Rural school districts face tough decisions when adding safety measures

State & Regional

GRANGER, Texas — Some rural schools say adding security measures for safety can sometimes mean sacrificing something else that’s also important for students. 

Leaders at Granger Independent School District have had to make tough decisions as they look to improve safety mechanisms for their campus building, which was built in the 1920s. 

“We’re fighting for funding for educational purposes,” board member Scott Murrah said. “Now we have to redirect some of that towards additional safety features.” 

Teachers took part in an active shooter training on Friday, learning about several ways to stay proactive and ahead in the event of an emergency.  

“In the past, all of the emergency training was for tornadoes or inclement weather,” Murrah said. “Well, this is a whole different process.” 

The district recently added a new school resource officer. It has also paid to install an additional set of doors in the main entryway, as well as the entrance to the cafeteria. 

Superintendent Randy Willis says teachers will be swiping their badges on a new keypad to enter the building. With the ongoing conversations about how schools across Texas can update their infrastructure to meet security needs, he says he feels like rural schools are left out of the mix when federal and state officials discuss grant options. 

“When you’re a small staff like mine, where I have two principals and I have two people in central administration that help me with counseling, our accountability and our testing, that’s what we have,” he said. “So when you have to write a grant and that grant application and you have to put all this stuff in to write that grant, it takes time and it takes expertise.”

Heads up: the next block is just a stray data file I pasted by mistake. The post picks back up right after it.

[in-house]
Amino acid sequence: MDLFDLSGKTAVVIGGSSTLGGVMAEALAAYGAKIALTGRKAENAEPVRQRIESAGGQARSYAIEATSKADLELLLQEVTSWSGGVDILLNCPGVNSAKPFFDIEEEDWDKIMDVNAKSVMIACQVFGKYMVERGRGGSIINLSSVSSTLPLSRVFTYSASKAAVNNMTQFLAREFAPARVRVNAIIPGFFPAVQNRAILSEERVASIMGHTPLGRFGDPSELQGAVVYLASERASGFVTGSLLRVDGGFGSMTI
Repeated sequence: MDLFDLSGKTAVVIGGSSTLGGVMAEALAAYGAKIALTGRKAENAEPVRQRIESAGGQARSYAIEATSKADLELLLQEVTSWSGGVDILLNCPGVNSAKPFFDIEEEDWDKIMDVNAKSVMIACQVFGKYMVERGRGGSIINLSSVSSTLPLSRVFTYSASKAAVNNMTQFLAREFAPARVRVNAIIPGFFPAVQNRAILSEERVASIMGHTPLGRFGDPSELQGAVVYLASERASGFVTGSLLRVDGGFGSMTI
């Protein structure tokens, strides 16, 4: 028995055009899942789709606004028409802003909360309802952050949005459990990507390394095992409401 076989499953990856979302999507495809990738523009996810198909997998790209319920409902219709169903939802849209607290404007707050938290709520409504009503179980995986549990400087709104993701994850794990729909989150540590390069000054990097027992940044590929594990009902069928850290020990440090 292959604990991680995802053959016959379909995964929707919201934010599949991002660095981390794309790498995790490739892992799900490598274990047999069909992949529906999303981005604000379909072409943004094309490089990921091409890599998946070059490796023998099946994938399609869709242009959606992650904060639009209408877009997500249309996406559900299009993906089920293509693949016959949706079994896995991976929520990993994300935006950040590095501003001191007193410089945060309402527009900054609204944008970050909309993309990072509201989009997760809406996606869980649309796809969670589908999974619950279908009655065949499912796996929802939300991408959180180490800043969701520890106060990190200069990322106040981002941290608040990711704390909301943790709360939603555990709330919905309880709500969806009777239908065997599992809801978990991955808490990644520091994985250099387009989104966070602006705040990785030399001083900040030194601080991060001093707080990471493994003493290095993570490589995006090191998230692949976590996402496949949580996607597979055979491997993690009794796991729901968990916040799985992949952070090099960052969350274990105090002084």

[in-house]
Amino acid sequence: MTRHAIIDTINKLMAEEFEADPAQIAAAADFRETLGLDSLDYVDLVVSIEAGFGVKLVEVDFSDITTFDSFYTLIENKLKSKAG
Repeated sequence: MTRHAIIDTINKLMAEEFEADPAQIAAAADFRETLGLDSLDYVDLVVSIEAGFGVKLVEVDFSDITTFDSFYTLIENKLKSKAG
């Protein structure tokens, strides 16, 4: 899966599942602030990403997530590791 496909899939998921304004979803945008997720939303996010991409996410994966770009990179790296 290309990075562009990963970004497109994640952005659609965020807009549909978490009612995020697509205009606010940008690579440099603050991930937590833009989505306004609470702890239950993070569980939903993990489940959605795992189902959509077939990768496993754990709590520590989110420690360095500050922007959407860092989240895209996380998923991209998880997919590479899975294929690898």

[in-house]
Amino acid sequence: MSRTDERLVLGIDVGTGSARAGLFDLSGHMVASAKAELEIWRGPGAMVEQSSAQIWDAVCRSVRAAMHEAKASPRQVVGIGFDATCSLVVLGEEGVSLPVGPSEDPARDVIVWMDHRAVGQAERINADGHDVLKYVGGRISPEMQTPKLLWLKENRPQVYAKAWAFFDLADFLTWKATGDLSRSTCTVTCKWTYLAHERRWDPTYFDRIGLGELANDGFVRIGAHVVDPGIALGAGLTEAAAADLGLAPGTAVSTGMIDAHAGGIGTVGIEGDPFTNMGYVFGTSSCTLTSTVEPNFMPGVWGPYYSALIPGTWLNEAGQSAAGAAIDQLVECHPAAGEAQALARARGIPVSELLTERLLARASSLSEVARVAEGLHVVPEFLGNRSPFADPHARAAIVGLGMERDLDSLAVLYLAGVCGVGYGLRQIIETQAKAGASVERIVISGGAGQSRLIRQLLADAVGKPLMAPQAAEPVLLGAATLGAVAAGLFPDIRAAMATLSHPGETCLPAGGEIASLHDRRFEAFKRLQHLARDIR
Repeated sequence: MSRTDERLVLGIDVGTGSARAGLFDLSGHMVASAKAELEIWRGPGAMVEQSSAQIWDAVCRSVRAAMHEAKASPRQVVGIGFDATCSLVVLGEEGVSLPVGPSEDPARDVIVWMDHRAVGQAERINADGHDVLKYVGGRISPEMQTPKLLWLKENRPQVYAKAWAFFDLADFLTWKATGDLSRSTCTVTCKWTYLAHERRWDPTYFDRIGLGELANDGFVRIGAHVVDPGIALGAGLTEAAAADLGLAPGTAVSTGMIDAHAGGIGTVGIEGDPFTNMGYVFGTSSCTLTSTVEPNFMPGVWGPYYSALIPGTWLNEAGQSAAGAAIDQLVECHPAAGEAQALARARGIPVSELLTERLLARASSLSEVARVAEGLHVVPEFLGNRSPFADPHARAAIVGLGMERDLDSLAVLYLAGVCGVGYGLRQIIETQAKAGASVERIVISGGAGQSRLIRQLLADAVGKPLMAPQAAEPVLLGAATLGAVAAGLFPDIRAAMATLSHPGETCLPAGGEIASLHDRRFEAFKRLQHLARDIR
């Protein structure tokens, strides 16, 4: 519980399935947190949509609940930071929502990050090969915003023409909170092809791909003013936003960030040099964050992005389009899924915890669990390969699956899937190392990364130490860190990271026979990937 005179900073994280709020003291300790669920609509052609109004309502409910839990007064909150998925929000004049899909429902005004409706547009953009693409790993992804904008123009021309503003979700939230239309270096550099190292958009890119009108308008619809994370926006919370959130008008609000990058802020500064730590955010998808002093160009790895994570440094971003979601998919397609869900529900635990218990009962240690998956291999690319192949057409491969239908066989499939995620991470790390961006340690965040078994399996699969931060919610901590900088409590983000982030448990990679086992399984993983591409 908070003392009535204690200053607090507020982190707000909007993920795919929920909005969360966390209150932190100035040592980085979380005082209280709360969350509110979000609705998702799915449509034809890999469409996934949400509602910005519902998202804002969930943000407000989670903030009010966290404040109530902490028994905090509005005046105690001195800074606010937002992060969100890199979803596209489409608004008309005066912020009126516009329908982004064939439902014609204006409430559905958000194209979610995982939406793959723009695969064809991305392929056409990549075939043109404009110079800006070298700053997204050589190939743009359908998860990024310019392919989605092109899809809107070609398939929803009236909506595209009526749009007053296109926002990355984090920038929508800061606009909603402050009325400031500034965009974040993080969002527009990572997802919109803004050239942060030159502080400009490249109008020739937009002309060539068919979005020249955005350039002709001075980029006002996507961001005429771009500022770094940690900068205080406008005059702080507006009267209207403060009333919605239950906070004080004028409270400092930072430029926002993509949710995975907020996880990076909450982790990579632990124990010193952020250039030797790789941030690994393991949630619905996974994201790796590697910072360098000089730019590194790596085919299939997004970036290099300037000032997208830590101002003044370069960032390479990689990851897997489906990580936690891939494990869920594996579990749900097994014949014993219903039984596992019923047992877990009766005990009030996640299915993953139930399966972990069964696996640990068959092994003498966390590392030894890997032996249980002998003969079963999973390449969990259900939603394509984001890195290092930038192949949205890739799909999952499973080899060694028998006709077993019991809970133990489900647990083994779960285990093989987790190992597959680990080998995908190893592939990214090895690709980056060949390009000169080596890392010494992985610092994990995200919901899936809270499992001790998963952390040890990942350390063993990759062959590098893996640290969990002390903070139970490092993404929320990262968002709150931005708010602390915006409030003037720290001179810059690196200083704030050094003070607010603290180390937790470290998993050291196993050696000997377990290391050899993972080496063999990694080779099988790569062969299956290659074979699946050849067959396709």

Brandon Schaefer, self-defense academy program coordinator and lead instructor from the Williamson County Sheriff’s Office, led the active shooter training at Granger ISD, urging teachers to keep everyone accountable with the school’s new policy where badges must always be displayed. 

“Give them a reminder – hey badge, badge,” he said. “Be that person. If you see someone that’s not a staff member here, even if it’s a parent, be that person who’s going to stand out and say ‘badge.’” 

Tracy Terry, who teaches English and language arts to sixth, seventh and eighth graders, says students have shown their willingness to protect one another during different emergency drills. She expects students to respond well to the new rules and channels in place. 

“It shows not only professionalism, but it also shows kids that they’re in a safe place – that there is another level of protection between them and just the general public,” she said. “It forces people to go through the appropriate channels in order to get checked out and in order for us to make sure we know who every single person on this campus is.” 

Social studies and health teacher Brock Miller agrees. 

“It’s something you can actually see physically,” he said. “It’s not lip service anymore. It’s actually turned into reality and when they get used to it, it’ll be second nature.” 

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